"(Justin and I) tried
to keep away from the creature (between scenes). We both felt that if we were
suppose to be terrified of this thing then we shouldn't see him getting into
prosthetics every day, because we wouldn't be (scared) and then the movie
"What I love most about this
story is that the Creeper is never completely explained. I think that in the
best horror movies, the evil thing or the bad guy is always mysterious and
never really explained. We learn certain things about him, but it's ultimately
just this evil entity. We talk a lot about the nature of evil and whether evil
exists, and if it does, this would be the personification of it. There's a lot
of evil and I think people are capable of doing evil things, but I don't
believe that humans are inherently evil. This thing is."
"I have been blessed when it
comes to the directors that I have worked with recently, and Victor was a
pleasure for many reasons. He's not a yeller, and he looks at the whole process
as a collaborative effort. We had almost a week of rehearsals, which is rare.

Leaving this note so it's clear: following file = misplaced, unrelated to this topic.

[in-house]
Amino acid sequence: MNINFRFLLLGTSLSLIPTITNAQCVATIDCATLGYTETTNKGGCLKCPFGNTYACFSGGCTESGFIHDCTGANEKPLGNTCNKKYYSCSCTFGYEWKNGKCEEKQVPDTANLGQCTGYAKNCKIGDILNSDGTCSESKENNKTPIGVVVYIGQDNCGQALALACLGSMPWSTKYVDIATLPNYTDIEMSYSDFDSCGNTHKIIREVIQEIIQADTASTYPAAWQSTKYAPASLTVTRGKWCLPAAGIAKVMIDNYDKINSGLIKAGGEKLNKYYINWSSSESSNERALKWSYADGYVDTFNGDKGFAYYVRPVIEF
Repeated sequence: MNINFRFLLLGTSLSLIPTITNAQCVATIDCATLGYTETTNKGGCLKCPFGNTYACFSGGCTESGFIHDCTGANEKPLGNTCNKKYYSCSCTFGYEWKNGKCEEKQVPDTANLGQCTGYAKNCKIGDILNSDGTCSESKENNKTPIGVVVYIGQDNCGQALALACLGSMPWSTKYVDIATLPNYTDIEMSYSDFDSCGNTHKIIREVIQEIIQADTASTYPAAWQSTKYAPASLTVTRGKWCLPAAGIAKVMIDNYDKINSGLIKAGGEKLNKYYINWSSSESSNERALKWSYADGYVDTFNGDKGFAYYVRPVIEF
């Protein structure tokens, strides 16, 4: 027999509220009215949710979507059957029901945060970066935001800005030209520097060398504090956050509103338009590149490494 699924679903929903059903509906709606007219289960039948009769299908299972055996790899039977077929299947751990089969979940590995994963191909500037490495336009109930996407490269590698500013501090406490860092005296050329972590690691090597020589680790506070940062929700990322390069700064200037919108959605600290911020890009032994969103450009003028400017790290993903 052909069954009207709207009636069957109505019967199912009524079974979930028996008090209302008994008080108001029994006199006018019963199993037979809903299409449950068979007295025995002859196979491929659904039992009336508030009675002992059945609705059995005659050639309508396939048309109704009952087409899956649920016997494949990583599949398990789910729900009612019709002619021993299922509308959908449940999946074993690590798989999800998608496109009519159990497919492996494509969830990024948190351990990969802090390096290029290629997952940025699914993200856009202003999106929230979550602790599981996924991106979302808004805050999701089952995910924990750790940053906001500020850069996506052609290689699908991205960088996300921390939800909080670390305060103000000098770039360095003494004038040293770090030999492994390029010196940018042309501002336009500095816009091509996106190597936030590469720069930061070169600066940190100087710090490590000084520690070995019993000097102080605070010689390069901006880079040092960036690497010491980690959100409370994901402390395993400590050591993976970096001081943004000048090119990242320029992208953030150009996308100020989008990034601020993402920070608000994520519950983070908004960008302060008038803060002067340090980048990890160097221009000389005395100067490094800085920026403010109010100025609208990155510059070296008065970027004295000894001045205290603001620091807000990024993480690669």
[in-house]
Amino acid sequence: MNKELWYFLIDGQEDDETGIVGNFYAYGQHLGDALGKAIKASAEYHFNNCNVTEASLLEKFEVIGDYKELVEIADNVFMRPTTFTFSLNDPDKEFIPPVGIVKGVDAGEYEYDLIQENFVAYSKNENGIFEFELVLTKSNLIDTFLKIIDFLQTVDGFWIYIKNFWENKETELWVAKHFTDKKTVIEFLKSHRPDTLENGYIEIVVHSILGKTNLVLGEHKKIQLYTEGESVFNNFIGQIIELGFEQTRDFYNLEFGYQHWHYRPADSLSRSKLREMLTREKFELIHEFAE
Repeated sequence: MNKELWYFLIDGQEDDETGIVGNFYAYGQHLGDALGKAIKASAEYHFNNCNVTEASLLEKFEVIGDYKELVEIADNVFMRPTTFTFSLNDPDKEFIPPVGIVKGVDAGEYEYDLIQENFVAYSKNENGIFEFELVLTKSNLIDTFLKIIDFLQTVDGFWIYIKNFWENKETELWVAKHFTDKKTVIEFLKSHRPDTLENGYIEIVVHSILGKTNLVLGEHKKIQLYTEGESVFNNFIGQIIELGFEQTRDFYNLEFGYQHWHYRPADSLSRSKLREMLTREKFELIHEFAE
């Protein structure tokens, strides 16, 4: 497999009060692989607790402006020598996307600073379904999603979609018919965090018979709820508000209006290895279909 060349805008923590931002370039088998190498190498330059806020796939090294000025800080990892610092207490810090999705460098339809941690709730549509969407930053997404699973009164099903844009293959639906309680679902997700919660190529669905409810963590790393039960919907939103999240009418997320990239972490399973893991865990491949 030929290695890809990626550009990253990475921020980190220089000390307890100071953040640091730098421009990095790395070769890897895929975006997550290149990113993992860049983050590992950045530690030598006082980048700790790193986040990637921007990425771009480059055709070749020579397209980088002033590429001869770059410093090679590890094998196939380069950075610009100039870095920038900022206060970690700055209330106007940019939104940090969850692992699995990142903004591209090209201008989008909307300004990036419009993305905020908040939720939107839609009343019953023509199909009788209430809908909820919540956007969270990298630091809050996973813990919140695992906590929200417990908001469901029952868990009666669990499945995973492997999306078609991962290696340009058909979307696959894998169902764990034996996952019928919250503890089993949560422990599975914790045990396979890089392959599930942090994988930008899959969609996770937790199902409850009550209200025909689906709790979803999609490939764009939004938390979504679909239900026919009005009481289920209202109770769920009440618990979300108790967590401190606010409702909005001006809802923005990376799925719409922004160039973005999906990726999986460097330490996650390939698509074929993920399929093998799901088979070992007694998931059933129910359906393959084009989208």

Trish was great on paper, but what she emerged as in the end was Victor being
confident enough as a director to let me have some freedom with her. He just
has no ego. He cares about the project and what is best for it, so he listened
to every idea I had and used a lot of them in the movie. I just give him so
much credit for putting Trish on the page and then totally letting go of her to
me and, because of that, she's a lot stronger for it."
"Horror movies are visceral.
They're about affecting your conscious and your subconscious. I didn't want the
characters to be Hollywood clichés. I wanted their lives to be bumpy and
crappy like all our lives, so we get into the reality of it. Then we have this
big force come in and up the stakes."